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Eh, detours happen.

May 26, 2014

I’m one day away from my next major milestone: completing the first draft of my first dissertation chapter! I have meandered quite a bit from my original project, as I envisioned it in my dissertation prospectus. Originally, I was going to examine burial spaces in medieval Dublin, analyzing wills to see where citizens chose to be buried, and to find out (as much as the sources allowed) why they chose those particular burial institutions. Now, I’ve actually drafted a chapter on Dublin’s testamentary custom. It isn’t a different track entirely, but it’s nothing like I imagined I would be writing a year and a half ago.

Late medieval record sources attest to a well-developed, legally binding custom for handling testaments that was governed, for the most part, by Dublin’s civic authorities. First, following the testator’s death, wills would be “proved” before the Archbishop’s representatives (or, occasionally, the Archbishop himself) in the metropolitan court in St. Patrick’s cathedral. Next, the will would be publicly proclaimed, or orally “published,” at Dublin’s High Cross, located outside of Christ Church cathedral within the walled city. This would take place on three successive market days. This custom allowed citizens to acknowledge the testator’s will and to contest it, if they had good reason to. Next, a jury of twelve citizens would investigate whether the testator lawfully owned the properties bequeathed in the will. If all was found to be in good order, the jury confirmed the testator’s right to bequeath property to whomever they wanted, according to the city’s “ancient” custom. Finally, the will would be enrolled among civic records in the city’s administrative Tholsel building and dusted off on the occasions (and there were many!) when the will’s administration was contested in court.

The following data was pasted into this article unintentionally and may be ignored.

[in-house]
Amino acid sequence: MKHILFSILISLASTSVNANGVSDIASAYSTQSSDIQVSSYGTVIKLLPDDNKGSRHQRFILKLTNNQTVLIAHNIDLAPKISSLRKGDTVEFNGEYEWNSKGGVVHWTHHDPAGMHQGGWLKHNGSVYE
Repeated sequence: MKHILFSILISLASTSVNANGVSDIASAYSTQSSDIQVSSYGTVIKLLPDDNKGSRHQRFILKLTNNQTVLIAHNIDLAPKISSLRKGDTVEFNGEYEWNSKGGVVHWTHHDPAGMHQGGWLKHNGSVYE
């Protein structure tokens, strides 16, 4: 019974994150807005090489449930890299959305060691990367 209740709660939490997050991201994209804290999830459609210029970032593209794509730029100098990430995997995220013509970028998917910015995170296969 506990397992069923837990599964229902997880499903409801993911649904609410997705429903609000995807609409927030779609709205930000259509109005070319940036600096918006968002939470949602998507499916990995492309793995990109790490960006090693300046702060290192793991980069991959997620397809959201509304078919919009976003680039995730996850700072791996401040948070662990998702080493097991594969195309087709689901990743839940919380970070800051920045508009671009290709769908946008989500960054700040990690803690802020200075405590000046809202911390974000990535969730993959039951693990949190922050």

Burial doesn’t really factor into the conversation much at all, it turns out. The main reason for this is because wills actually reveal very little of testators’ motivation in terms of burial choice, other than a strong pattern of loyalty to one’s own parish and a preference for Christ Church over St. Patrick’s. The two aspects of burial choice that I did find interesting, and relevant, was 1.) in the long-running rivalry between Dublin’s two cathedrals, Christ Church and St. Patrick’s, Christ Church fought to be the “official” burial institution for the Archbishops of Dublin (it failed); and 2.) citizens had remarkable freedom of choice in selecting their burial institution, independent of the Church or City authorities, and by orally “publishing” their choice (of burial, of executor, of favored beneficiaries, etc.) they publicly asserted their individual liberties (which were also confirmed in a number of civic documents). The scarcity of surviving wills makes it very hard to make broad generalizations about burial choice, and the formulaic nature of medieval wills means that they’re simply not all that interesting. But they do reveal quite a bit about the probate process that took place at St. Patrick’s Cathedral, and this somehow became the centerpiece of my chapter.

I’m told detours are to be expected in the dissertation process, and as a super-planner I thought I’d be a little more unsettled by the meandering process. But historians must follow where the sources lead, and this is probably the most important lesson that I have wrestled with so far in the writing process. I am,  for the most part, really pleased with where I’ve ended up. I’ve wandered from a history of St. Patrick’s to a narrative of medieval market culture, to a comparative analysis of  St. Paul’s Cathedral and the Eleanor crosses. I think it’s a strong chapter, and I can’t wait to hear what the advisors think of it. Even if it isn’t exactly what they’re looking for, I’m still interested enough in the material to continue with revising; after all, nothing is worse than having to revise a piece that you’re already utterly bored with. In any event, I’m so looking forward to a wee mental holiday to unscramble my brain a bit before I dig into chapter two: CORONERS!

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